Conventional performance management systems received negative reviews at a recent Legitimate Leadership client-consultant workshop in Johannesburg entitled Reinventing Performance Management. Comment on traditional systems was that they were often seen as a form of control and punishment – and occasionally reward.
One delegate described them as “the single most disengaging factor that employers use”.
Also, often conventional systems were “played” to get the required good scores.
Yet in the choice between software systems and more labour-intensive performance management approaches, software systems are generally preferred. This is probably because of two factors. Firstly, software is frequently sold as a silver bullet (but experience shows that this is unrealistic – that any success can only come from putting new behaviours in place). Secondly, legitimate leadership of any kind generally involves hard work and the courage to hold people accountable – and the turkey seldom votes for Christmas.
To remedy the negatives of conventional performance management systems, there was agreement among many delegates that the focus needed to shift to “forward-looking contribution”. Most of all, any system which would result in all employees trusting and contributing to it, should be sought.
The Legitimate Leadership Model is not about systems, said Wendy Lambourne, director of Legitimate Leadership. It is rather about cultivating relationships of trust. So no particular system should stop the application of the Legitimate Leadership Model in an organisation. Nonetheless, a performance management system which is aligned to Legitimate Leadership principles obviously is likely to work better.
A case study of one company, Singular Systems, which used the Legitimate Leadership Model in reinventing its performance management system, was described at the workshop – see Singular Systems: Reinventing Its Performance Management System. Following the reinvention, Singular Systems Cape Town achieved increased revenue growth year-on-year due, among other things, to focus on growing staff and driving individual contribution, said Dave Elliott, and executive of Singular Systems.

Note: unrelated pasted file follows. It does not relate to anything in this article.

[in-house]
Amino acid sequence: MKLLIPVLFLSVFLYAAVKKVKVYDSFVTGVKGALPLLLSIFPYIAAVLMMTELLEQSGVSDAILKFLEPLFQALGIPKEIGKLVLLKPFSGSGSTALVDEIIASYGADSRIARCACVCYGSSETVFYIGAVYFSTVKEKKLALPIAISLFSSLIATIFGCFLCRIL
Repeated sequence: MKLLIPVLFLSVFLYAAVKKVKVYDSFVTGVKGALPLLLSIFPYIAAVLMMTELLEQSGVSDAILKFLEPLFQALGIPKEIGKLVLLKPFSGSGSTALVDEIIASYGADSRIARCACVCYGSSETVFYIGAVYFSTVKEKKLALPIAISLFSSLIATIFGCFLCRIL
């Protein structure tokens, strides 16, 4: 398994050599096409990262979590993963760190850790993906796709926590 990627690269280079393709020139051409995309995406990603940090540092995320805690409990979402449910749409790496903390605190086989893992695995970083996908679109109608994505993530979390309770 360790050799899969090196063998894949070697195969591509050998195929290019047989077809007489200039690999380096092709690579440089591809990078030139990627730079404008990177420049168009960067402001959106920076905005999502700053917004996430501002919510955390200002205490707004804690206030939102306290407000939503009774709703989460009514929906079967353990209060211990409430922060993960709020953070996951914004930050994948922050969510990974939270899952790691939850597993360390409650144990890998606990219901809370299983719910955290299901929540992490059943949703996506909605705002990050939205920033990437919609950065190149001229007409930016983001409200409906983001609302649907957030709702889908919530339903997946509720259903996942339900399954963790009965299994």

Said Lambourne: “Every organization is different and you absolutely cannot have a one-size-fits-all approach. Legitimate Leadership has no silver bullet for all performance management systems. It accepts that they will differ from company to company, in different geographies and different environments.”
Almost every company has a performance management system of some kind – often very informal.
Whatever pre-existing system there is, it can be tweaked and changed to align with the Legitimate Leadership Model. Or the system can be scrapped and one can start again.
Ian Munro, director of Legitimate Leadership, said the willingness to give or contribute unconditionally is enabled by the three Ps: purpose, passion and person.
One of the deepest differences between Legitimate Leadership and more conventional leadership approaches is that it calls for the focus on the financial scoreboard (results) to be lessened in favour of focus on the contributions of the people in the organisation. Put differently, Legitimate Leadership is asking for a shift from the results themselves to the people in the organisation who actually cause the results in the first place.
Said Munro: “The scoreboard doesn’t tell you what the contribution is – you can only know what it is by watching the game.”
“Sticks and carrots are not the solution because in essence both are about what can be got from people. In contrast, Legitimate Leadership is about empowering people – what we can give to people and how enabling people makes them stronger.
“The defects of traditional performance management systems are usually addressed through one or more of the following: 1) increasing transparency, 2) decreasing subjectivity, 3) moving from discrete reviews to continuous performance management, and 4) performance standardisation (bell curves). Most performance management systems that we have come across aim to deliver on at least a couple, or occasionally all, of these.
“The problem with all four is that none of them deals with the two core problems plaguing performance management in most organisations: mistrust and backwards-focus. None deals explicitly with mistrust (getting someone to believe you because you made everything transparent is not the same as getting them to trust you). Only continuous performance management (potentially) deals with the backwards-focus problem.
“In designing a performance management system, it is much more effective to focus on developing trusting relationships, than developing the perfect system. None of the trends – improving transparency, decreasing subjectivity, holding a continuous focus, and standardising across the business – are bad ideas in themselves. In fact, we think they are good ideas. We’re simply saying that without a commensurate improvement in trust, and a willingness to look forwards rather than backwards, they simply won’t deliver the improvement that organisations desire. The response to calling on trust will depend on the level of social capital in the relationship.
“Unless you have a trust-based relationship it doesn’t matter what your system is, it will always disempower people. Essentially the Legitimate Leadership Model, and the essence of trustworthiness, is ‘I trust you to the extent that I believe that you have my best interests at heart’.”